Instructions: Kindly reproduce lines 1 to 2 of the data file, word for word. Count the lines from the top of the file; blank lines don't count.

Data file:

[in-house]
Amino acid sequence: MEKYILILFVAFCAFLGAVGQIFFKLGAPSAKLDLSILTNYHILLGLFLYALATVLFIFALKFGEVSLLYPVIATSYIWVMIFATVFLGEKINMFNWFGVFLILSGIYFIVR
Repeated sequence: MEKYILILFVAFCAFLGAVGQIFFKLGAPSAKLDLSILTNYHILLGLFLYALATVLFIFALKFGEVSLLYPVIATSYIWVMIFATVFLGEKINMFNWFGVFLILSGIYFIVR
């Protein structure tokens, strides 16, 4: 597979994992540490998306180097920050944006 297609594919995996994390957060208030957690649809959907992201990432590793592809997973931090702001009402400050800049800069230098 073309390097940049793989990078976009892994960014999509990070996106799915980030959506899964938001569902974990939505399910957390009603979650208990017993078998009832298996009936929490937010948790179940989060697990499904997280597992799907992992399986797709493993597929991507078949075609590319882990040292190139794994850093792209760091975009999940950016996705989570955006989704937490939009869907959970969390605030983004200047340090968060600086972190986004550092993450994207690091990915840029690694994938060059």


[in-house]
Amino acid sequence: MEKYILILFVAFCAFLGAVGQIFFKLGAPSAKLDLSILTNYHILLGLFLYALATVLFIFALKFGEVSLLYPVIATSYIWVMIFATVFLGEKINMFNWFGVFLILSGIYFIVR